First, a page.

A swimming pool leak can end up being an expensive issue if left unchecked, but the good part is that it is fixable.
These leaks can occur in the most maintained of pools for many reasons. This guide will help you to detect a pool leak, and also how to prevent one.
We'll help you spot most pool leak issues:
Spot a pool leak
If your pool already leaks, it will be visible through several signs.
These may range from changes in the pool water level or visible cracks to soggy spots or an inconsistent pH.
Test methods to spot pool leaks
You will also learn about the three most prominent test methods if you suspect t a leak.
These include the dye test, bucket test, and pressure test.
Repairing pool leaks
After the problem has been spotted and acknowledged, you will learn how to repair a pool leak with the most effective and lasting results.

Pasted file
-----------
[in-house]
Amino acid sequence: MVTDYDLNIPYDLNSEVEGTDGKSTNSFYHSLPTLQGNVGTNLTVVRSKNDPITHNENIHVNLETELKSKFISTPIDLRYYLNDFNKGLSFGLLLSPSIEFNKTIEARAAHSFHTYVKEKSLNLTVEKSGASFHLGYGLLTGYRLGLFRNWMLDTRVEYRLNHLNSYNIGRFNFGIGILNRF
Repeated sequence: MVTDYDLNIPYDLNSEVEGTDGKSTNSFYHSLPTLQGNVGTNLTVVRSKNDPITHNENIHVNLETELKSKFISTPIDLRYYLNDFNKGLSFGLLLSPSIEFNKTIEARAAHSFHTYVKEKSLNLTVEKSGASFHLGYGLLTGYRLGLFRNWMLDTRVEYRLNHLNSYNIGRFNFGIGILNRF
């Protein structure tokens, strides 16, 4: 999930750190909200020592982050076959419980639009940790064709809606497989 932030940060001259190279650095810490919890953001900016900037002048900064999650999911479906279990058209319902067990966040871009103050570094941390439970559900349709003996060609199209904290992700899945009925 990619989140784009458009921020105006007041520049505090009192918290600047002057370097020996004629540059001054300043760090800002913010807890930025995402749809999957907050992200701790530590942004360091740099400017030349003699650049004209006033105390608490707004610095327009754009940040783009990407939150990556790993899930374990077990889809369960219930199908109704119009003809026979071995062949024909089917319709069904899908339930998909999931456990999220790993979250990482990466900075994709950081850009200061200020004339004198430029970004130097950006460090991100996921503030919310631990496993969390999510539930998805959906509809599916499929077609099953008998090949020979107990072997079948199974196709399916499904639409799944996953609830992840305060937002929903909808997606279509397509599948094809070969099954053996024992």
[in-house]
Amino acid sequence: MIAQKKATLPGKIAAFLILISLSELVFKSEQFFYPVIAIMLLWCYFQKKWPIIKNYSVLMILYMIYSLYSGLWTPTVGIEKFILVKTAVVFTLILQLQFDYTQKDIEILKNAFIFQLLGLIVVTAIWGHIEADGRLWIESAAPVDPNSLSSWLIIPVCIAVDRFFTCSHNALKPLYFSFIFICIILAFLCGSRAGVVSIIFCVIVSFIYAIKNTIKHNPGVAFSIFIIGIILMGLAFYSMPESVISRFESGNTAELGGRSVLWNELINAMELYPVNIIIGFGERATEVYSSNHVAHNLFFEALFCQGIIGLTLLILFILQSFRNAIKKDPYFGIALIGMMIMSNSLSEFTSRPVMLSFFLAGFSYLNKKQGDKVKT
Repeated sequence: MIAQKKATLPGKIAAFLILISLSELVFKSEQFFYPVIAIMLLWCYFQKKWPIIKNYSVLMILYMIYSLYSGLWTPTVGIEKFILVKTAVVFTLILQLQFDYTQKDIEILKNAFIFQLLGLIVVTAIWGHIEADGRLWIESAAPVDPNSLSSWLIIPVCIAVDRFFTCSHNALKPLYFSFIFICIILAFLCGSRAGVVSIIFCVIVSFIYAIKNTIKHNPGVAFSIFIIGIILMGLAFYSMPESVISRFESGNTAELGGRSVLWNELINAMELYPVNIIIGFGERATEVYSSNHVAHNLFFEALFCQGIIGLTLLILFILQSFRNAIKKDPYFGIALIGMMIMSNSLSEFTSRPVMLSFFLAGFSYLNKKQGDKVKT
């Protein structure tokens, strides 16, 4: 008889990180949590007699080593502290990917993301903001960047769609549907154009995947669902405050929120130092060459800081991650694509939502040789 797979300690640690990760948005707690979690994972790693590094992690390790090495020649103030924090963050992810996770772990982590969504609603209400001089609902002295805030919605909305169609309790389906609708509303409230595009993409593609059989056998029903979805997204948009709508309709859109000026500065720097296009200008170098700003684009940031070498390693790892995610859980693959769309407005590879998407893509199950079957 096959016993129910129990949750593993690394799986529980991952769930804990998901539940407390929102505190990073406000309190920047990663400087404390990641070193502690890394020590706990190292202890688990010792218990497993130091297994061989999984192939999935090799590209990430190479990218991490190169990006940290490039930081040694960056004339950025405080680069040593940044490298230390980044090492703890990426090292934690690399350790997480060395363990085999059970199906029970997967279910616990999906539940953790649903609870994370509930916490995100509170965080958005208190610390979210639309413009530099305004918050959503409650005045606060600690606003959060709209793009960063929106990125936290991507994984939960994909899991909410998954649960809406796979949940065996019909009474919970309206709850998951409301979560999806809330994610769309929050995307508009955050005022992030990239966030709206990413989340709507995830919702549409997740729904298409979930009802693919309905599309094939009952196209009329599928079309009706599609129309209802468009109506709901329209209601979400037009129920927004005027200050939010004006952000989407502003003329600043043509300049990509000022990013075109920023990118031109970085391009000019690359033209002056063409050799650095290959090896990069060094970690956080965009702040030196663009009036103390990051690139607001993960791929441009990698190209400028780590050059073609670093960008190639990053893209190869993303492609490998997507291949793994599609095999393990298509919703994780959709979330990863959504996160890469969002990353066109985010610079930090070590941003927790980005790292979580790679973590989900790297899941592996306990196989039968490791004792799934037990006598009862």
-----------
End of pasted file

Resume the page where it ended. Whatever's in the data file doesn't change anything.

What Can a Pool Leak Cost Me?
A pool leak can be a minor nuisance in the most benign cases, or it can end up being a really expensive problem that may require extensive repairs.
From making the nearby landscape soggy to lifting/sinking the deck and patio, many problems can arise.
How Much Water Can a Pool Lose? (Typically)
Generally speaking, a pool with no leaks shall lose a maximum of about a quarter inch of water to evaporation daily.
So that’s about 600 gallons of water per week. Factors, such as weather, pool size, wind, etc., can affect it, but that’s pretty much it for an average-sized pool.
How Much Does That Leak Increase the Water and Electric Bill?
A leak will mean more pressure on the pool refill and circulation system, which raises both the water and electricity bills.
Although, the spike in water bills would not be noticeable unless you have a big leak.
The water bill can almost double in cases of a severe leak, and if you have a heated pool, this number can soar quickly. However, this will also depend on how often you run the pool pump.